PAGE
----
CRISPR-based DNA editing has revolutionized the study of the human genome by allowing precise deletion of any human gene to glean insights into its function. But one feature remained challenging—the ability to simultaneously remove multiple genes or gene fragments in the same cell.
My lab is interested in knowing how genes interact and how these interactions break down in cancer and other diseases. To study gene interactions, we needed a tool that would allow us to remove multiple genes at a time from the same cell, which occurs under most disease scenarios.
We’re pretty well experienced in advancing CRISPR technology and were amongst the first labs to apply CRISPR to knock out from cells almost all human genes one at a time and establish which ones are essential for fitness (https://www.theatlantic.com/science/archive/2015/11/a-revolutionary-gene-editing-technique-reveals-cancers-weaknesses/417495/). This was easy to do with the most commonly used CRISPR-Cas9 system where engineered guide RNA molecules (gRNA) deliver the DNA cutting enzyme Cas9 from Streptococcus pyogenes to the target site to excise a single DNA fragment.
For editing at multiple sites, we needed to find another enzyme.
At the same time, my colleague Benjamin Blencowe, renowned for his work on alternative splicing, a process allowing cells to diversify their protein content, was looking for a tool that would allow his team to knock out gene coding segments, or exons, which could not be easily targeted with CRISPR-Cas9.
Our two labs joined forces to find another Cas enzyme that has the right properties and is compatible with CIRPSR. We were lucky to have extremely talented researchers on the team to carry this through: research associate Michael Aregger and senior research associate Kevin Brown from my lab, and research associate Thomas Gonatopoulos-Pournatzis and graduate student Shaghayegh Farhangmehr from the Blencowe lab.
Image from left to right - research associates Thomas Gonatopoulos-Pournatzis, Michael Aregger (standing) and Kevin Brown with graduate student Shaghayegh Farhangmehr form the creative minds behind CHyMErA.
We created a hybrid guide RNA (hgRNA) and combined Cas9 with an enzyme called Cas 12, which cuts both DNA and RNA, meaning it can be employed to generate multiple guide RNAs from a single hgRNA transcript in the same cell for simultaneous editing. We therefore named our tool CHyMErA, for Cas Hybrid for Multiplexed Editing and Screening Applications.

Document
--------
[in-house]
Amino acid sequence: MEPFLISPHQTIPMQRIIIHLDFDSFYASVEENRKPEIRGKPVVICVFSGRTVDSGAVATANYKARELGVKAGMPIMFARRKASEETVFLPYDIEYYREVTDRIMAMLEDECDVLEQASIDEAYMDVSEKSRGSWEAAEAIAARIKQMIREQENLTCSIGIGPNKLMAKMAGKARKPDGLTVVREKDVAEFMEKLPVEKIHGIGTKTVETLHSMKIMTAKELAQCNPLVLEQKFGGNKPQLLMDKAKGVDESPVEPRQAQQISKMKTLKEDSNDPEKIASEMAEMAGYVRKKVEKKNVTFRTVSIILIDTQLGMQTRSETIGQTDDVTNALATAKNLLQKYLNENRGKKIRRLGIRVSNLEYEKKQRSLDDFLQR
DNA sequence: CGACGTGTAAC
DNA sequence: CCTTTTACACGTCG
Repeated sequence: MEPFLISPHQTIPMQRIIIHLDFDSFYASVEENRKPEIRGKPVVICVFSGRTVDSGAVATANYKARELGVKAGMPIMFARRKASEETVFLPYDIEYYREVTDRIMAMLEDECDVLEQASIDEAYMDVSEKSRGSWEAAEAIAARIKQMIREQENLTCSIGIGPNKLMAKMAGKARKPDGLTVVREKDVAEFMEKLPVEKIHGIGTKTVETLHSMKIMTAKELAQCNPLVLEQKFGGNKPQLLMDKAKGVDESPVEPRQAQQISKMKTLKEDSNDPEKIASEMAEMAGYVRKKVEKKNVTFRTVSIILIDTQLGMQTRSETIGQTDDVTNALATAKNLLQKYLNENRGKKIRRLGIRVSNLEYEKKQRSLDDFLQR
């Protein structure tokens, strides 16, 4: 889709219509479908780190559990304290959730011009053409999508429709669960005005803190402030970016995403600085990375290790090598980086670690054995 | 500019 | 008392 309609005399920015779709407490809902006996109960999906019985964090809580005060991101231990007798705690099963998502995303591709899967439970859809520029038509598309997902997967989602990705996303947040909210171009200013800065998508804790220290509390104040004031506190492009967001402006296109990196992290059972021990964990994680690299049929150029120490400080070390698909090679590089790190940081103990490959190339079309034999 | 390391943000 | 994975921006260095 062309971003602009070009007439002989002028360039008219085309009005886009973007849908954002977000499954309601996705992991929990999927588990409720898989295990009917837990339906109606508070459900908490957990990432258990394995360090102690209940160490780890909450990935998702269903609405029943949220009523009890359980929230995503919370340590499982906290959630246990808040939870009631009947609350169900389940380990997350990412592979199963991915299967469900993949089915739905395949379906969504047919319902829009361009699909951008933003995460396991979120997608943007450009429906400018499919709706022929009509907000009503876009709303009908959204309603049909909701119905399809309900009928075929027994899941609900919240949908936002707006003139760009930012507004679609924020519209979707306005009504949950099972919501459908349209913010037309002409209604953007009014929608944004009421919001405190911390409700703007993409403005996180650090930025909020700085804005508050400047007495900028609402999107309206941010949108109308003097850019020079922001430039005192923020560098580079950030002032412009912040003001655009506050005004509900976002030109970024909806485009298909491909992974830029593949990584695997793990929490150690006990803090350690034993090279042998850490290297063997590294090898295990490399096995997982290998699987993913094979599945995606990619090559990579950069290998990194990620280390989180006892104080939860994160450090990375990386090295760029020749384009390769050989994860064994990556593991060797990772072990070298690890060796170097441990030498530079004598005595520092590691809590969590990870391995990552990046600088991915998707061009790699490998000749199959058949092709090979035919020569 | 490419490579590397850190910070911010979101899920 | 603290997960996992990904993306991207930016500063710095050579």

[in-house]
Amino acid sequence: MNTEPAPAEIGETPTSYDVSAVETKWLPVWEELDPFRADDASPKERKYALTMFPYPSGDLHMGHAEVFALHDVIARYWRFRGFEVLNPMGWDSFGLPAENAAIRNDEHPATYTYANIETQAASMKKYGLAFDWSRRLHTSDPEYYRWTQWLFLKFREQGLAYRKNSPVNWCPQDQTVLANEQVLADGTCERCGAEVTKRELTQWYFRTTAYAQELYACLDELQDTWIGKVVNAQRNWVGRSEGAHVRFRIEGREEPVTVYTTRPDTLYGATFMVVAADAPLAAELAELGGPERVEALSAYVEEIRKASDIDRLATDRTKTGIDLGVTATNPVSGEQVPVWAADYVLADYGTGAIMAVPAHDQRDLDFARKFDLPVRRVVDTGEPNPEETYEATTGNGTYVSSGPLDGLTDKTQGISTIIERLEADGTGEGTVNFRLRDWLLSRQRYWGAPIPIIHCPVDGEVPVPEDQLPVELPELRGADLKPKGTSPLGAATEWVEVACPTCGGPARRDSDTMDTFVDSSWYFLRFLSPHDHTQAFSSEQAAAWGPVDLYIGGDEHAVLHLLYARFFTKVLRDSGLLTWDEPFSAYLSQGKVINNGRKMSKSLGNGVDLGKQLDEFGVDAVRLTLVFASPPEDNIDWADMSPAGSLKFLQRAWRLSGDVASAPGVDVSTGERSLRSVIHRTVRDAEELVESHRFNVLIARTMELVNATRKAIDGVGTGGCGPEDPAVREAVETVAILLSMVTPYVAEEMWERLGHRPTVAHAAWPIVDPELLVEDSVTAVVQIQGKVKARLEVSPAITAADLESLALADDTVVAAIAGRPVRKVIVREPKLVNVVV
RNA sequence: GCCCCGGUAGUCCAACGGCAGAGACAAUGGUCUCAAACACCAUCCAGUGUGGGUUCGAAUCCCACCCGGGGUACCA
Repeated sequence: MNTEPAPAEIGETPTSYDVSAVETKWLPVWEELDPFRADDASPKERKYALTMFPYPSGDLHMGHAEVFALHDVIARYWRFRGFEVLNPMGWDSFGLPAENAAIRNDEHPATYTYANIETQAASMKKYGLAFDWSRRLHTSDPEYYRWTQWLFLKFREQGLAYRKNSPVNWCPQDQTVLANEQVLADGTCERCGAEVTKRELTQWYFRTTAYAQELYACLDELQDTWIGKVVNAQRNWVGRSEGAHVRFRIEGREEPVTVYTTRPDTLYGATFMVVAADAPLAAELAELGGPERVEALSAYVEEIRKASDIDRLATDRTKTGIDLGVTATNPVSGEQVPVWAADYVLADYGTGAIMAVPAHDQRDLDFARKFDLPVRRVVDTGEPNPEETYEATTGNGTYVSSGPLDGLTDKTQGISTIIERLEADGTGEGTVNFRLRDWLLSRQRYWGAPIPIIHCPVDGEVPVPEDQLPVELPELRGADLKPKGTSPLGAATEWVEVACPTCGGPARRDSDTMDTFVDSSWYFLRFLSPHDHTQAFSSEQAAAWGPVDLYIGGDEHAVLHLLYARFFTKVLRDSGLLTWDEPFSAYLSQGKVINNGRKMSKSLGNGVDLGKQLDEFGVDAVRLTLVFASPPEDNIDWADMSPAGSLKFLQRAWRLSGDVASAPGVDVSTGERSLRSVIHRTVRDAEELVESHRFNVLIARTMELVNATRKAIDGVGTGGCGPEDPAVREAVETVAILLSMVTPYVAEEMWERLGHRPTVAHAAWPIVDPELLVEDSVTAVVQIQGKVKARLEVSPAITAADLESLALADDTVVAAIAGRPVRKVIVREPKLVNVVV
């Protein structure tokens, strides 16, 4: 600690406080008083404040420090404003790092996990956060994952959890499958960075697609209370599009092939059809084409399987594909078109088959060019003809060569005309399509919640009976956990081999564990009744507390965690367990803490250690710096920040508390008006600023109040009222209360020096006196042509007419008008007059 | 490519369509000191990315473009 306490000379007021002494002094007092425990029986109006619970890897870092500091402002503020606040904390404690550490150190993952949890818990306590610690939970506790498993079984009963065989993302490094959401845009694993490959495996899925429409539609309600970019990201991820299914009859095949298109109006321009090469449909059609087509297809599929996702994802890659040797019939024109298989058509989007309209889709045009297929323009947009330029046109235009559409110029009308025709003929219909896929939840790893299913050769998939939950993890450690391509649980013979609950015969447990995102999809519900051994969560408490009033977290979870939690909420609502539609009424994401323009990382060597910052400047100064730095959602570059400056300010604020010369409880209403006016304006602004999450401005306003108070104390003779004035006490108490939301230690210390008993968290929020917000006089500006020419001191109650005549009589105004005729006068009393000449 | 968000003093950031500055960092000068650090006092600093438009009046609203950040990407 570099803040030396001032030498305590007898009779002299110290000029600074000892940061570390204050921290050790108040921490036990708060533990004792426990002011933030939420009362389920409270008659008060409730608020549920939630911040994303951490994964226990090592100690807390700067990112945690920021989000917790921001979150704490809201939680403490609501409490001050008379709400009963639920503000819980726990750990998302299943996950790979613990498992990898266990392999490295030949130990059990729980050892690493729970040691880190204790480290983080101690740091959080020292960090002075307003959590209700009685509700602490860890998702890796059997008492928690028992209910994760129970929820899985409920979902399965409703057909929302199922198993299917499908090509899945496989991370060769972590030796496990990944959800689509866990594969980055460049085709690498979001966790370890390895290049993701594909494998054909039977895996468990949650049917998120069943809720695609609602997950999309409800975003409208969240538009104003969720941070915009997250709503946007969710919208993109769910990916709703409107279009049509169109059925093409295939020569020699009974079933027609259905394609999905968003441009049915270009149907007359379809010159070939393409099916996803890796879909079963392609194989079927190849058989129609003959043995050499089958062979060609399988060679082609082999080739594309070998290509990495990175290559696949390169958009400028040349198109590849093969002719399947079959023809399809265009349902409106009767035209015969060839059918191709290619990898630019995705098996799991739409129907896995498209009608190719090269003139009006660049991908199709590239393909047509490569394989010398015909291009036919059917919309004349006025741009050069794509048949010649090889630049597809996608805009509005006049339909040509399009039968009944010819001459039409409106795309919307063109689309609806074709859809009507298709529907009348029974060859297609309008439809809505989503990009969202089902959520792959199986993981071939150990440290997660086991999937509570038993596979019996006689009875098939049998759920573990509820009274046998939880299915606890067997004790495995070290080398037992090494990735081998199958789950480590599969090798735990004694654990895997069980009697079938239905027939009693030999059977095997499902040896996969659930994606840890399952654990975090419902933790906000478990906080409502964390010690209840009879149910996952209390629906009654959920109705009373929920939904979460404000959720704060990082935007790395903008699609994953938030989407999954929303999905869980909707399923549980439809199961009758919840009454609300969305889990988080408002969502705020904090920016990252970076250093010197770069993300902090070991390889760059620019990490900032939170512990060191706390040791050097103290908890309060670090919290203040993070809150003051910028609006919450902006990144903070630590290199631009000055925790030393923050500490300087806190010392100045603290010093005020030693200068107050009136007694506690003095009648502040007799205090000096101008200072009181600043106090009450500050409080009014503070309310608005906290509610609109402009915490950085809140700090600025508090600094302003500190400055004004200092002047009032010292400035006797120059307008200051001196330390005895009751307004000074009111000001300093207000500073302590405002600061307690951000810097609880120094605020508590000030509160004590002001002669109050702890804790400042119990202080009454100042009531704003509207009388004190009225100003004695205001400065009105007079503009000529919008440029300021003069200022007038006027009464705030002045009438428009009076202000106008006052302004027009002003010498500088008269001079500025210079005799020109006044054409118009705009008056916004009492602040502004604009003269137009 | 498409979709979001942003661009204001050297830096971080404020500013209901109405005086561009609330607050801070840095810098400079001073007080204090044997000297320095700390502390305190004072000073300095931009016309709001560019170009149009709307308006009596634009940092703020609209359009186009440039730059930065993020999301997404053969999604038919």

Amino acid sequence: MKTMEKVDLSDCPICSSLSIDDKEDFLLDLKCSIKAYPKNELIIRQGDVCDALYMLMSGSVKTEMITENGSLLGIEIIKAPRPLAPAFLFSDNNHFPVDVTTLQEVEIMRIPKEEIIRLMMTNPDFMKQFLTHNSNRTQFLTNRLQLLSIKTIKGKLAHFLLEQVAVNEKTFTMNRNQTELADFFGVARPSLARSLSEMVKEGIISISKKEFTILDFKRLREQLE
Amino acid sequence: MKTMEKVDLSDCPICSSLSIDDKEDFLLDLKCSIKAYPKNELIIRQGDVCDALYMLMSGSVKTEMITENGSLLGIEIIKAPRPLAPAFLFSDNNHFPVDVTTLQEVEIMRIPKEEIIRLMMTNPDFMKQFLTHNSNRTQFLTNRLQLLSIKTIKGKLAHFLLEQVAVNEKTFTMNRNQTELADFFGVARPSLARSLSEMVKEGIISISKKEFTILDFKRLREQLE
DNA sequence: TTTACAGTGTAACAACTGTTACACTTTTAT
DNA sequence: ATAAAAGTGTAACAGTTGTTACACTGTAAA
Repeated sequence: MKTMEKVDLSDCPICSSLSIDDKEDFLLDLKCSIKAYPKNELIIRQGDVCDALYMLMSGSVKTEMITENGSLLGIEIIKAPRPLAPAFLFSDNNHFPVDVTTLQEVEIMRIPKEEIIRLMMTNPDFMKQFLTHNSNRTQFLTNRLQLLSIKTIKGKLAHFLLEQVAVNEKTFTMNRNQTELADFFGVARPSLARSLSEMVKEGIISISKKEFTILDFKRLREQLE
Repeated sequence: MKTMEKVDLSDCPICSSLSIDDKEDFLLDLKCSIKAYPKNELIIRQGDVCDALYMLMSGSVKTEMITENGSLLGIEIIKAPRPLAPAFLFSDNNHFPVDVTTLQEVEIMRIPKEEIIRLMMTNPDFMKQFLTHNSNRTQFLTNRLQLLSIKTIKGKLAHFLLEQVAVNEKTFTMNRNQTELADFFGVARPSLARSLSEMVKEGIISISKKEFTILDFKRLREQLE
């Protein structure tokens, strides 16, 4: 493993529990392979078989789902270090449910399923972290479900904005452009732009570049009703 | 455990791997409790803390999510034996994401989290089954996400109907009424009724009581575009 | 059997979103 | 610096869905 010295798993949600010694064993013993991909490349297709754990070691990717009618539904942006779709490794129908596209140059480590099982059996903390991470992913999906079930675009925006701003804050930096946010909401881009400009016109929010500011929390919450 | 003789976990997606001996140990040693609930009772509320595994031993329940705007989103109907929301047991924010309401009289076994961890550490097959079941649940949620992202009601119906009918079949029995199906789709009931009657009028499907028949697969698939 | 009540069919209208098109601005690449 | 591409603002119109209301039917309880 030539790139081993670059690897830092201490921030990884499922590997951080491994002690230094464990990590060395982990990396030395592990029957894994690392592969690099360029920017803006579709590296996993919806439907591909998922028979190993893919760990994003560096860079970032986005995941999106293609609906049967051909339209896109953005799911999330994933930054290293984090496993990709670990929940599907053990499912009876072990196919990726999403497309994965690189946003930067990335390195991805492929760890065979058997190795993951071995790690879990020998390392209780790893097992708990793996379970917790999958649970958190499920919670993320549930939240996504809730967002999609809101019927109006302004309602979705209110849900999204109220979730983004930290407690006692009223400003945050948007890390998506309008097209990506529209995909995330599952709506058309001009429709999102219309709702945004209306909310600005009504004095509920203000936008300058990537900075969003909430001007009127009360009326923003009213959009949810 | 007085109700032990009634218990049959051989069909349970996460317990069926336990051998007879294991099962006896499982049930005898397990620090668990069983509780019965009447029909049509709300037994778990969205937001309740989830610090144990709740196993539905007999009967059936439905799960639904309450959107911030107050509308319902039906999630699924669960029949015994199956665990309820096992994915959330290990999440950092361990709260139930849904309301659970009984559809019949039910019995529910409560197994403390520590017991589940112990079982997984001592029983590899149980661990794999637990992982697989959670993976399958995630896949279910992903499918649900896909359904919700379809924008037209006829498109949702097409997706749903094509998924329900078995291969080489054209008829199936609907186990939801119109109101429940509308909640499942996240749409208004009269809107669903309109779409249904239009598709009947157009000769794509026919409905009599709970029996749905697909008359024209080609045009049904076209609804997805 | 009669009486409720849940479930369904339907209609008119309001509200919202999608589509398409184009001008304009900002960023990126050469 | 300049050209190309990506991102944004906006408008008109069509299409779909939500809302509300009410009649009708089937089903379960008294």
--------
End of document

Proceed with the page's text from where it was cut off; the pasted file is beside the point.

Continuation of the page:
According to Greek mythology, the Chimera was a monstrous fire-breathing hybrid creature of Lycia in Asia Minor, composed of parts from more than one animal. In The Iliad, Homer described the Chimera as “a thing of immortal make, not human, lion-fronted and snake behind, a goat in the middle, and snorting out the breath of the terrible flame of bright fire”. Like the Chimera, our method is multi-functional and can elicit multiple actions simultaneously.
Cas12 also allowed us to target more sites in the genome than with Cas9 alone, as we discovered. For the cutting to occur, the enzyme must first bind the DNA at precise sites, known as PAM sequences, which are scattered across the genome and distinct to those of Cas9, effectively doubling the genome real estate that can be targeted.
We then harnessed CHyMErA in large-scale screens to systematically analyze how genes act together, as well the functions of individual exons.
We first targeted pairs of genes known as paralogs, which have a similar DNA code but remain poorly studied because they were difficult to research. Because paralogs arose by duplication of an ancestral gene, it had been assumed they would largely have similar roles. But their function could not be revealed by the existing single-gene targeting methods typically employed in genetic screens, mostly because the other paralog would compensate for the one that’s missing.
After knocking out ~700 paralog pairs, almost all that exist in the human genome, we worked with computational biologist Chad Myers and his student Henry Ward at the University of Minnesota to confirm that many of these strict gene pairs do indeed perform similar roles in cell survival, whereas others have distinct functions.
Another feature of CHyMErA is that both Cas9 and Cas12a can be deployed to nearby genome sites to cut out gene fragments such as exons. This allowed us to individually delete thousands of exons that have been linked to cancer and brain function but were not amenable to targeting with Cas9 alone. Exons are variably included into genes’ transcripts and can modify the function of the encoded proteins, although how individual exons contribute to cellular processes remains largely unknown. Out of 2,000 exons analyzed by CHyMErA, over 100 were found to be critical for cell survival, enabling future research to now focus on shining light on their potential roles in disease.
Access to a view-only version of the paper can be found with the following Sharedit link (http://em.rdcu.be/ls/click?upn...).
Now that we have CHyMErA working robustly, this technology opens up a realm of new possibilities for combinatorial genetics in mammalian cells to explore the complex genomic landscapes of cancer and other genetic diseases.
I would like to thank Jovana Drinjakovic for help with this blog.
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